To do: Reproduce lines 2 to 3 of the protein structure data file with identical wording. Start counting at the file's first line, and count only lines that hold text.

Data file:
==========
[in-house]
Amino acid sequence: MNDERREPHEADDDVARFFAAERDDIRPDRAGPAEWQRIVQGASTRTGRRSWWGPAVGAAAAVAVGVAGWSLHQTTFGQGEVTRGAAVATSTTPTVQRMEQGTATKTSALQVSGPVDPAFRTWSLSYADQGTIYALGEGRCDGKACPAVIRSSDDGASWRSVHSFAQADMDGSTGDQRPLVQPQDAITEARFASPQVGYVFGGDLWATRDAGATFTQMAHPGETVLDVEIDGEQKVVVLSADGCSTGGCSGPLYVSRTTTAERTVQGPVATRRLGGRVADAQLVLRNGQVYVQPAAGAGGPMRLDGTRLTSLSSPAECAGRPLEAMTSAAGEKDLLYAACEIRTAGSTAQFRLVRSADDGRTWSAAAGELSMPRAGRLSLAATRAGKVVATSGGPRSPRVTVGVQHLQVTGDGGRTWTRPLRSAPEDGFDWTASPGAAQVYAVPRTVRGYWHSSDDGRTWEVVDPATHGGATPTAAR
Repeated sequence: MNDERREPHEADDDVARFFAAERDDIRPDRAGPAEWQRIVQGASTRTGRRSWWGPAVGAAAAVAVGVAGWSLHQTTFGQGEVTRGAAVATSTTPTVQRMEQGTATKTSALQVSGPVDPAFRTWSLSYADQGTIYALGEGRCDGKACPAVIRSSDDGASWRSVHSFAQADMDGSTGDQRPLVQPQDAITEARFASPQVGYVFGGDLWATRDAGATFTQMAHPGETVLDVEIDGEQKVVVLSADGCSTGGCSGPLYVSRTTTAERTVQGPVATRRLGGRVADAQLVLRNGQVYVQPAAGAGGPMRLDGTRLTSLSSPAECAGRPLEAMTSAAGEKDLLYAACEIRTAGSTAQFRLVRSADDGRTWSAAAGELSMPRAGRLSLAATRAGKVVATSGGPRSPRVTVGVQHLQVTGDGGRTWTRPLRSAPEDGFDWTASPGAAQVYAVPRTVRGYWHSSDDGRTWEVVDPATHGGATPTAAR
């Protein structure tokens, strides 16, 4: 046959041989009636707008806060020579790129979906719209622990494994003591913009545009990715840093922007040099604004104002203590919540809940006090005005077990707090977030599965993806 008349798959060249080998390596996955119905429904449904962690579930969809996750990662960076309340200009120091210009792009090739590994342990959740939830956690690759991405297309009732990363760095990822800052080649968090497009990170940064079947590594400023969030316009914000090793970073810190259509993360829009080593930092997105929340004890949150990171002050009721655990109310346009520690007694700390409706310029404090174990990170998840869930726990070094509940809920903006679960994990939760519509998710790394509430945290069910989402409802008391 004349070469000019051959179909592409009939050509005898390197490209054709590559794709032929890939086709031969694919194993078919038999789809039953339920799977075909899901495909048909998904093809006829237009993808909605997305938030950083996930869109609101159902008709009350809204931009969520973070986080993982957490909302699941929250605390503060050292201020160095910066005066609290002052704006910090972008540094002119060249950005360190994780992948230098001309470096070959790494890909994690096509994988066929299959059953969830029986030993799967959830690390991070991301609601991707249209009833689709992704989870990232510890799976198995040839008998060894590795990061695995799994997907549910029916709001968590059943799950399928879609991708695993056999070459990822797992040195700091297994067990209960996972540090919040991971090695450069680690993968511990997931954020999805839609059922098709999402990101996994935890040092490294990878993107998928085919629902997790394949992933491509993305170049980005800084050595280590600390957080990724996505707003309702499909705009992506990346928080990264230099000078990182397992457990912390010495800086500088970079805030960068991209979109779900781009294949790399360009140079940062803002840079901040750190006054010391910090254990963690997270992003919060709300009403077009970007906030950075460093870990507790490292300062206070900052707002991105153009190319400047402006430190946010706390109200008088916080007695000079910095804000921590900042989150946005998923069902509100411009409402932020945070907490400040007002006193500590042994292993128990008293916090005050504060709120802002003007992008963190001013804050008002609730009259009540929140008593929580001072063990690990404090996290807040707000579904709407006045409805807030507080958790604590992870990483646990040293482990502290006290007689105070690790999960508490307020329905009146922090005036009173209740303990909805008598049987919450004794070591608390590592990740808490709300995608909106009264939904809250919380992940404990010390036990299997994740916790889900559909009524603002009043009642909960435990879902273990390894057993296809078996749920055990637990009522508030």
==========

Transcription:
Amino acid sequence: MNDERREPHEADDDVARFFAAERDDIRPDRAGPAEWQRIVQGASTRTGRRSWWGPAVGAAAAVAVGVAGWSLHQTTFGQGEVTRGAAVATSTTPTVQRMEQGTATKTSALQVSGPVDPAFRTWSLSYADQGTIYALGEGRCDGKACPAVIRSSDDGASWRSVHSFAQADMDGSTGDQRPLVQPQDAITEARFASPQVGYVFGGDLWATRDAGATFTQMAHPGETVLDVEIDGEQKVVVLSADGCSTGGCSGPLYVSRTTTAERTVQGPVATRRLGGRVADAQLVLRNGQVYVQPAAGAGGPMRLDGTRLTSLSSPAECAGRPLEAMTSAAGEKDLLYAACEIRTAGSTAQFRLVRSADDGRTWSAAAGELSMPRAGRLSLAATRAGKVVATSGGPRSPRVTVGVQHLQVTGDGGRTWTRPLRSAPEDGFDWTASPGAAQVYAVPRTVRGYWHSSDDGRTWEVVDPATHGGATPTAAR
Repeated sequence: MNDERREPHEADDDVARFFAAERDDIRPDRAGPAEWQRIVQGASTRTGRRSWWGPAVGAAAAVAVGVAGWSLHQTTFGQGEVTRGAAVATSTTPTVQRMEQGTATKTSALQVSGPVDPAFRTWSLSYADQGTIYALGEGRCDGKACPAVIRSSDDGASWRSVHSFAQADMDGSTGDQRPLVQPQDAITEARFASPQVGYVFGGDLWATRDAGATFTQMAHPGETVLDVEIDGEQKVVVLSADGCSTGGCSGPLYVSRTTTAERTVQGPVATRRLGGRVADAQLVLRNGQVYVQPAAGAGGPMRLDGTRLTSLSSPAECAGRPLEAMTSAAGEKDLLYAACEIRTAGSTAQFRLVRSADDGRTWSAAAGELSMPRAGRLSLAATRAGKVVATSGGPRSPRVTVGVQHLQVTGDGGRTWTRPLRSAPEDGFDWTASPGAAQVYAVPRTVRGYWHSSDDGRTWEVVDPATHGGATPTAAR